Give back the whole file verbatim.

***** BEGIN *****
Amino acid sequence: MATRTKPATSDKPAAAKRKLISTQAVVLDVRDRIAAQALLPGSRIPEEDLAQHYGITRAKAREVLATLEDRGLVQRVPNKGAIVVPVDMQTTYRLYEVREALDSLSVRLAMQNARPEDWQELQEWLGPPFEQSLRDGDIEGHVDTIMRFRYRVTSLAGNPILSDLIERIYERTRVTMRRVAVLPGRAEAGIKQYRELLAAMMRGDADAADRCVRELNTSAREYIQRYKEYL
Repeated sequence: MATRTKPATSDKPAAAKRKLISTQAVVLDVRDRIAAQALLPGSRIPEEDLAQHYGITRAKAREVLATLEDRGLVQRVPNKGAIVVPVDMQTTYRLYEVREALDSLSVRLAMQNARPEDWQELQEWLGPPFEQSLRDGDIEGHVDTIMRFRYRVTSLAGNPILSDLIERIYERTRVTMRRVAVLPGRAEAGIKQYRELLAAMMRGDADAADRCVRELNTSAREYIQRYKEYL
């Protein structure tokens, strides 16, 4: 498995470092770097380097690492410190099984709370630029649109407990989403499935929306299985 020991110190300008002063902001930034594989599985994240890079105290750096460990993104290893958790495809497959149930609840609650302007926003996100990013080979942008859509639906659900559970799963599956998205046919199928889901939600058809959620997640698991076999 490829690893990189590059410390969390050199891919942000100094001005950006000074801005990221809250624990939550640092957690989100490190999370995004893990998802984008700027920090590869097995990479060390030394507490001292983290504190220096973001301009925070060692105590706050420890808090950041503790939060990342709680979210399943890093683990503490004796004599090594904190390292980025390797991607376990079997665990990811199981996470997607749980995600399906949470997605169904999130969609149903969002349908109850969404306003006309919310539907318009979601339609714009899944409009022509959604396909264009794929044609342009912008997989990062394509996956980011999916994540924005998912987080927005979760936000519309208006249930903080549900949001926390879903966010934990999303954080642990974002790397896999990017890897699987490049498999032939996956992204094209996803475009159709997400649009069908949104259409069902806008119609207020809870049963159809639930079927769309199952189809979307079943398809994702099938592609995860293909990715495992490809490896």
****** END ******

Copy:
Amino acid sequence: MATRTKPATSDKPAAAKRKLISTQAVVLDVRDRIAAQALLPGSRIPEEDLAQHYGITRAKAREVLATLEDRGLVQRVPNKGAIVVPVDMQTTYRLYEVREALDSLSVRLAMQNARPEDWQELQEWLGPPFEQSLRDGDIEGHVDTIMRFRYRVTSLAGNPILSDLIERIYERTRVTMRRVAVLPGRAEAGIKQYRELLAAMMRGDADAADRCVRELNTSAREYIQRYKEYL
Repeated sequence: MATRTKPATSDKPAAAKRKLISTQAVVLDVRDRIAAQALLPGSRIPEEDLAQHYGITRAKAREVLATLEDRGLVQRVPNKGAIVVPVDMQTTYRLYEVREALDSLSVRLAMQNARPEDWQELQEWLGPPFEQSLRDGDIEGHVDTIMRFRYRVTSLAGNPILSDLIERIYERTRVTMRRVAVLPGRAEAGIKQYRELLAAMMRGDADAADRCVRELNTSAREYIQRYKEYL
């Protein structure tokens, strides 16, 4: 498995470092770097380097690492410190099984709370630029649109407990989403499935929306299985 020991110190300008002063902001930034594989599985994240890079105290750096460990993104290893958790495809497959149930609840609650302007926003996100990013080979942008859509639906659900559970799963599956998205046919199928889901939600058809959620997640698991076999 490829690893990189590059410390969390050199891919942000100094001005950006000074801005990221809250624990939550640092957690989100490190999370995004893990998802984008700027920090590869097995990479060390030394507490001292983290504190220096973001301009925070060692105590706050420890808090950041503790939060990342709680979210399943890093683990503490004796004599090594904190390292980025390797991607376990079997665990990811199981996470997607749980995600399906949470997605169904999130969609149903969002349908109850969404306003006309919310539907318009979601339609714009899944409009022509959604396909264009794929044609342009912008997989990062394509996956980011999916994540924005998912987080927005979760936000519309208006249930903080549900949001926390879903966010934990999303954080642990974002790397896999990017890897699987490049498999032939996956992204094209996803475009159709997400649009069908949104259409069902806008119609207020809870049963159809639930079927769309199952189809979307079943398809994702099938592609995860293909990715495992490809490896």